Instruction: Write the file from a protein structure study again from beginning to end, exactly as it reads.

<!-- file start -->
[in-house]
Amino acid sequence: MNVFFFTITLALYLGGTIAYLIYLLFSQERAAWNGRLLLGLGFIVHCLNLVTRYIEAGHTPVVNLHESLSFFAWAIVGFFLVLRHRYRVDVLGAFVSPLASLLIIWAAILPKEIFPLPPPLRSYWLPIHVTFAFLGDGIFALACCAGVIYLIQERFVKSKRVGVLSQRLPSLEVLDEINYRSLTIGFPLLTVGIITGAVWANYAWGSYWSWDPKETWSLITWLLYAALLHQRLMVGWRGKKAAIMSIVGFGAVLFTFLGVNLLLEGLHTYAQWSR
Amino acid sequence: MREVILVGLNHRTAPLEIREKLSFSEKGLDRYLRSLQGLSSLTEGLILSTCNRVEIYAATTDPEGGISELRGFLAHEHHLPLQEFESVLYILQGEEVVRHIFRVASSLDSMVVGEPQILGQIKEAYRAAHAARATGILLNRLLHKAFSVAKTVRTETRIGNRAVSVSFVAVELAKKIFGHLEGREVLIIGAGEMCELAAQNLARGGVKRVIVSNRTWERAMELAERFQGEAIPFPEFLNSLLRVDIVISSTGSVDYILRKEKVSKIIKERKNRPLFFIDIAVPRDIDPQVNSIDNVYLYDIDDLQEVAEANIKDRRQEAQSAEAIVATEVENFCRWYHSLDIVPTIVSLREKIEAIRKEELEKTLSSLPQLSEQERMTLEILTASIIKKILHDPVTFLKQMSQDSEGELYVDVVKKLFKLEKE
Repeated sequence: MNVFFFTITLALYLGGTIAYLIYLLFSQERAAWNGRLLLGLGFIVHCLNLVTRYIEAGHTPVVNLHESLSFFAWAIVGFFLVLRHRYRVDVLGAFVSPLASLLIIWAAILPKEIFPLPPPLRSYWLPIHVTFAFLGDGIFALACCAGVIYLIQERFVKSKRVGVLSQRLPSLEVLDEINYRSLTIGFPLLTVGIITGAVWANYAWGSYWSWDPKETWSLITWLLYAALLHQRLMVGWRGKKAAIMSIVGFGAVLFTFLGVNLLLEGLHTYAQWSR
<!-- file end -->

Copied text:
[in-house]
Amino acid sequence: MNVFFFTITLALYLGGTIAYLIYLLFSQERAAWNGRLLLGLGFIVHCLNLVTRYIEAGHTPVVNLHESLSFFAWAIVGFFLVLRHRYRVDVLGAFVSPLASLLIIWAAILPKEIFPLPPPLRSYWLPIHVTFAFLGDGIFALACCAGVIYLIQERFVKSKRVGVLSQRLPSLEVLDEINYRSLTIGFPLLTVGIITGAVWANYAWGSYWSWDPKETWSLITWLLYAALLHQRLMVGWRGKKAAIMSIVGFGAVLFTFLGVNLLLEGLHTYAQWSR
Amino acid sequence: MREVILVGLNHRTAPLEIREKLSFSEKGLDRYLRSLQGLSSLTEGLILSTCNRVEIYAATTDPEGGISELRGFLAHEHHLPLQEFESVLYILQGEEVVRHIFRVASSLDSMVVGEPQILGQIKEAYRAAHAARATGILLNRLLHKAFSVAKTVRTETRIGNRAVSVSFVAVELAKKIFGHLEGREVLIIGAGEMCELAAQNLARGGVKRVIVSNRTWERAMELAERFQGEAIPFPEFLNSLLRVDIVISSTGSVDYILRKEKVSKIIKERKNRPLFFIDIAVPRDIDPQVNSIDNVYLYDIDDLQEVAEANIKDRRQEAQSAEAIVATEVENFCRWYHSLDIVPTIVSLREKIEAIRKEELEKTLSSLPQLSEQERMTLEILTASIIKKILHDPVTFLKQMSQDSEGELYVDVVKKLFKLEKE
Repeated sequence: MNVFFFTITLALYLGGTIAYLIYLLFSQERAAWNGRLLLGLGFIVHCLNLVTRYIEAGHTPVVNLHESLSFFAWAIVGFFLVLRHRYRVDVLGAFVSPLASLLIIWAAILPKEIFPLPPPLRSYWLPIHVTFAFLGDGIFALACCAGVIYLIQERFVKSKRVGVLSQRLPSLEVLDEINYRSLTIGFPLLTVGIITGAVWANYAWGSYWSWDPKETWSLITWLLYAALLHQRLMVGWRGKKAAIMSIVGFGAVLFTFLGVNLLLEGLHTYAQWSR